Dear Jody: Coworker conundrum
Originally printed 5/19/2011 (Issue 1920 - Between The Lines News)
Q: Last week my boss announced that I was picked as the project leader for managing a new project at work. It is the biggest project I have ever been given, and I want to impress my boss and let him know that I can handle this extensive project. My goal is to do an excellent job in a timely manner. I want to make sure he sees me handling everything well and trusts that I don't need anyone to watch over my shoulder. It is also important that he sees me as competent when working with and managing others. This feels like such an important time for me at this company. It could either make or break my career.
The project involves working with two other people. One person I will be working with is "Karen." She is very active in a church that is part of the religious right. As it is now, Karen and I just pretty much ignore each other. When I first came to work, she and I enjoyed each other until she found out who I love. Then she told me that, in good conscience, she couldn't talk to me or have anything to do with me. Now she pretty much just plays as if I don't exist.
I don't know how I am going to get this project completed with her on the team. We have six months to finalize this project so we will be working together off and on for an extended period of time. She has the power to destroy me by ruining the project or not doing her part to get it completed. Each person on the project was chosen (by my boss) because of special skills they have that are needed to complete the project.
I held our first meeting today to explain the project and our roles in it. Karen basically filed her nails and ignored what I was saying. She wasn't rude or anything, she just ignored me. "Jim" (the other person on my team) didn't know what was going on; he tried to make jokes and bring us together, but it didn't work. He walked away pretty confused. I don't know him all that well so I didn't try to explain anything.
I am out to most everyone in our office, and it has never affected my work before; no one but Karen seems to care. I'm not sure if my boss knows or not, but my guess is that he does.
Jody, what do you think I should do? Should I confront Karen, just ignore her and hope I can get the project done without her, or tell my boss what is going on? Please answer quickly as I need to decide how to handle this in the next couple weeks.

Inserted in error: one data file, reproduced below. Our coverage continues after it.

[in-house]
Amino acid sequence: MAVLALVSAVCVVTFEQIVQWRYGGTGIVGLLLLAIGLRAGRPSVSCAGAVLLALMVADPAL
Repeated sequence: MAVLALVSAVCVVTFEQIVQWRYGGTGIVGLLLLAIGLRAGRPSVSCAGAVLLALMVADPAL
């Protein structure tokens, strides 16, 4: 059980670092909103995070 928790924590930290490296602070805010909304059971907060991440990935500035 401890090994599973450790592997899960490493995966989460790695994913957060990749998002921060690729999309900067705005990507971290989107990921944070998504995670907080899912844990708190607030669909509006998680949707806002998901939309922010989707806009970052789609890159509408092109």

Career on the Line
A: I don't agree with you that Karen wasn't being rude to you when she ignored you in a meeting and filed her nails. Start off by sitting down and talking with Karen. Let her know that it doesn't matter whether she approves of you or not, and that this project's success or failure will affect her career as well as Jim's and yours. Let her know that you aren't asking her to be your friend, only to work with you as a colleague on a project that has been assigned by your boss. Find out if she is willing to be a contributing, enthusiastic member of the team. If not, let her know that you will be looking to have her replaced.
If you don't have the ability to replace Karen and she hasn't changed her attitude, talk to your boss about what is going on between you and Karen, letting him know the problem you see working with her. Make sure you stay calm, on point, factual and have suggestions as to who might be a good replacement for Karen.
For tips on how to deal with difficult co-workers, go to Dear Jody Valley on Facebook.
Jody Valley spent 12 years as a clinical social worker. She worked with the LGBT community both as a counselor and a workshop leader in the areas of coming out, self-esteem and relationship issues. Reach Jody at DearJodyValley@hotmail.com. The "Dear Jody" column appears weekly.
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Stigma: a mark of disgrace associated with a particular circumstance, quality or person. Hearing the words "I'm HIV-positive" made Bryan (names and some details have been changed) freeze.View More World AIDS Day
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